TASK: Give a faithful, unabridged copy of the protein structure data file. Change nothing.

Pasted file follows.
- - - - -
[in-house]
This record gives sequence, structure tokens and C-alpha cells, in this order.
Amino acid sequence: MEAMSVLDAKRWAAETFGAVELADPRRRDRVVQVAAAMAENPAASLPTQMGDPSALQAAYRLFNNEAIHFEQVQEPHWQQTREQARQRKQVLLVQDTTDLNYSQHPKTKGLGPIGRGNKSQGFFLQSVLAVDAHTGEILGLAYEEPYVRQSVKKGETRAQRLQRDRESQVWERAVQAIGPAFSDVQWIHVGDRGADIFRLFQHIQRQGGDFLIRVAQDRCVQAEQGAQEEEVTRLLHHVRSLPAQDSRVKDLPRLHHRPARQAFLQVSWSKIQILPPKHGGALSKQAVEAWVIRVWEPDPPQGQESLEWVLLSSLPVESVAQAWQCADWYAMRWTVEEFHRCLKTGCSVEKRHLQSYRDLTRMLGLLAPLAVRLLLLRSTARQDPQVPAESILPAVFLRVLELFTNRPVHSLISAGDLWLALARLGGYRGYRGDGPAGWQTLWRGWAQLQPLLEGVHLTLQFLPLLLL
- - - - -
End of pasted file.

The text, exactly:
[in-house]
This record gives sequence, structure tokens and C-alpha cells, in this order.
Amino acid sequence: MEAMSVLDAKRWAAETFGAVELADPRRRDRVVQVAAAMAENPAASLPTQMGDPSALQAAYRLFNNEAIHFEQVQEPHWQQTREQARQRKQVLLVQDTTDLNYSQHPKTKGLGPIGRGNKSQGFFLQSVLAVDAHTGEILGLAYEEPYVRQSVKKGETRAQRLQRDRESQVWERAVQAIGPAFSDVQWIHVGDRGADIFRLFQHIQRQGGDFLIRVAQDRCVQAEQGAQEEEVTRLLHHVRSLPAQDSRVKDLPRLHHRPARQAFLQVSWSKIQILPPKHGGALSKQAVEAWVIRVWEPDPPQGQESLEWVLLSSLPVESVAQAWQCADWYAMRWTVEEFHRCLKTGCSVEKRHLQSYRDLTRMLGLLAPLAVRLLLLRSTARQDPQVPAESILPAVFLRVLELFTNRPVHSLISAGDLWLALARLGGYRGYRGDGPAGWQTLWRGWAQLQPLLEGVHLTLQFLPLLLL